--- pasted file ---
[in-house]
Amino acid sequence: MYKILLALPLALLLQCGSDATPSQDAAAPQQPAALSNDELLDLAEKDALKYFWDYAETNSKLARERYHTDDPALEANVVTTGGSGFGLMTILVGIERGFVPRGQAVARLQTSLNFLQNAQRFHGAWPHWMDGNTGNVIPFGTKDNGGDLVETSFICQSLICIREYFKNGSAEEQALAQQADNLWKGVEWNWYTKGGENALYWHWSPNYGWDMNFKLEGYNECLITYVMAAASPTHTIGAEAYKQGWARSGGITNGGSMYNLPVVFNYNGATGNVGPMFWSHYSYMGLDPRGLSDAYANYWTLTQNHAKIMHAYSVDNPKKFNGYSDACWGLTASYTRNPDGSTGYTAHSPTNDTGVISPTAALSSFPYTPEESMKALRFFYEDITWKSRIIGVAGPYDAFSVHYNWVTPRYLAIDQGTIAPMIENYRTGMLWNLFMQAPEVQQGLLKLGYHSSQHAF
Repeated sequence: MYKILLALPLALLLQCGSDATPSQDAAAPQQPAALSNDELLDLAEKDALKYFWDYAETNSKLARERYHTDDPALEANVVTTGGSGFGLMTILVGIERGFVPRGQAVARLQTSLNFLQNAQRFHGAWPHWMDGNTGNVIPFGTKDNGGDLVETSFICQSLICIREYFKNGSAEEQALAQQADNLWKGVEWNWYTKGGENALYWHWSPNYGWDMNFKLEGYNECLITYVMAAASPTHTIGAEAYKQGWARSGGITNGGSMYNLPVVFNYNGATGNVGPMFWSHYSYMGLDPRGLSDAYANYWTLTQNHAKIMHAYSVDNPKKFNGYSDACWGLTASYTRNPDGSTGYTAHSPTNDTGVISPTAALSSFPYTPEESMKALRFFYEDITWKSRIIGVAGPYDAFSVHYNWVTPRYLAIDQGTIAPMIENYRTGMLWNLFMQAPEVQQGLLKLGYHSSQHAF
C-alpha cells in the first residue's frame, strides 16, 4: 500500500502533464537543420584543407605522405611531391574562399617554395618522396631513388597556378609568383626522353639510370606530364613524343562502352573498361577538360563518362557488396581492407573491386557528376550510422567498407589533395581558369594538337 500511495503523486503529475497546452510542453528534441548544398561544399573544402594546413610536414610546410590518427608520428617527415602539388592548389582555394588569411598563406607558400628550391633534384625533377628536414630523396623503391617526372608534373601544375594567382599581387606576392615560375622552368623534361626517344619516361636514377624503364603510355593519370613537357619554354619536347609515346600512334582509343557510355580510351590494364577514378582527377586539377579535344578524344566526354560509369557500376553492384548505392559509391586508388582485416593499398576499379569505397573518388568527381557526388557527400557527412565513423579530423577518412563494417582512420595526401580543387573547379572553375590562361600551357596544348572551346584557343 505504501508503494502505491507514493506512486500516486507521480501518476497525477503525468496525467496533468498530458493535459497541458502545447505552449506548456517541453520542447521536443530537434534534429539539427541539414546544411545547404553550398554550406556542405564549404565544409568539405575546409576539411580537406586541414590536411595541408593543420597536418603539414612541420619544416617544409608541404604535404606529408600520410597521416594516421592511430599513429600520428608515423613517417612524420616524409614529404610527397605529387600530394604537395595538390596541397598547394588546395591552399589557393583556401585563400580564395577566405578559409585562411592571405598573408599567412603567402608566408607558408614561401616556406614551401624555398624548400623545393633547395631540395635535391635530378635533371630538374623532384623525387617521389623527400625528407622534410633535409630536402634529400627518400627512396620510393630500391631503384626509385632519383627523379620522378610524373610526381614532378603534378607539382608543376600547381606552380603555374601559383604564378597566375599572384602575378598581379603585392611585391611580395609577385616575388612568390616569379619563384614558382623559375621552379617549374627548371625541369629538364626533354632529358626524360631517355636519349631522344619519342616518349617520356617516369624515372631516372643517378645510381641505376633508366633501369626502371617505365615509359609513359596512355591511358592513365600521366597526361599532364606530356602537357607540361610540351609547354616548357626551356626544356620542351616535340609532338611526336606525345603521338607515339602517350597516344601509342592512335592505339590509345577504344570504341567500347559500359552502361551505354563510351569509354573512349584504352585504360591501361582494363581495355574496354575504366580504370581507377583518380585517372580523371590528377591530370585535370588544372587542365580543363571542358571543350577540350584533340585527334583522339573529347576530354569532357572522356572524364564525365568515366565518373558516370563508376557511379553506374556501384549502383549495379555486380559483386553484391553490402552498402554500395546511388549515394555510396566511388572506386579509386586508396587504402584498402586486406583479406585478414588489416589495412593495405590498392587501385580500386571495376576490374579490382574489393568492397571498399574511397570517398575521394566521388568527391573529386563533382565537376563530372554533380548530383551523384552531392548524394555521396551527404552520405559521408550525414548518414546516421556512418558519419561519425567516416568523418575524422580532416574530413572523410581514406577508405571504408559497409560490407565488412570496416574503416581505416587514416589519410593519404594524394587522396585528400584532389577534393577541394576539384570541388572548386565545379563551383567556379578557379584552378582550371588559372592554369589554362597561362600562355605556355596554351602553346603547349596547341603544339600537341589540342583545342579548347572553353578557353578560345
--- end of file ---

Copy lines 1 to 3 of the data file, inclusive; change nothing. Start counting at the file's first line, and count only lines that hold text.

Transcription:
[in-house]
Amino acid sequence: MYKILLALPLALLLQCGSDATPSQDAAAPQQPAALSNDELLDLAEKDALKYFWDYAETNSKLARERYHTDDPALEANVVTTGGSGFGLMTILVGIERGFVPRGQAVARLQTSLNFLQNAQRFHGAWPHWMDGNTGNVIPFGTKDNGGDLVETSFICQSLICIREYFKNGSAEEQALAQQADNLWKGVEWNWYTKGGENALYWHWSPNYGWDMNFKLEGYNECLITYVMAAASPTHTIGAEAYKQGWARSGGITNGGSMYNLPVVFNYNGATGNVGPMFWSHYSYMGLDPRGLSDAYANYWTLTQNHAKIMHAYSVDNPKKFNGYSDACWGLTASYTRNPDGSTGYTAHSPTNDTGVISPTAALSSFPYTPEESMKALRFFYEDITWKSRIIGVAGPYDAFSVHYNWVTPRYLAIDQGTIAPMIENYRTGMLWNLFMQAPEVQQGLLKLGYHSSQHAF
Repeated sequence: MYKILLALPLALLLQCGSDATPSQDAAAPQQPAALSNDELLDLAEKDALKYFWDYAETNSKLARERYHTDDPALEANVVTTGGSGFGLMTILVGIERGFVPRGQAVARLQTSLNFLQNAQRFHGAWPHWMDGNTGNVIPFGTKDNGGDLVETSFICQSLICIREYFKNGSAEEQALAQQADNLWKGVEWNWYTKGGENALYWHWSPNYGWDMNFKLEGYNECLITYVMAAASPTHTIGAEAYKQGWARSGGITNGGSMYNLPVVFNYNGATGNVGPMFWSHYSYMGLDPRGLSDAYANYWTLTQNHAKIMHAYSVDNPKKFNGYSDACWGLTASYTRNPDGSTGYTAHSPTNDTGVISPTAALSSFPYTPEESMKALRFFYEDITWKSRIIGVAGPYDAFSVHYNWVTPRYLAIDQGTIAPMIENYRTGMLWNLFMQAPEVQQGLLKLGYHSSQHAF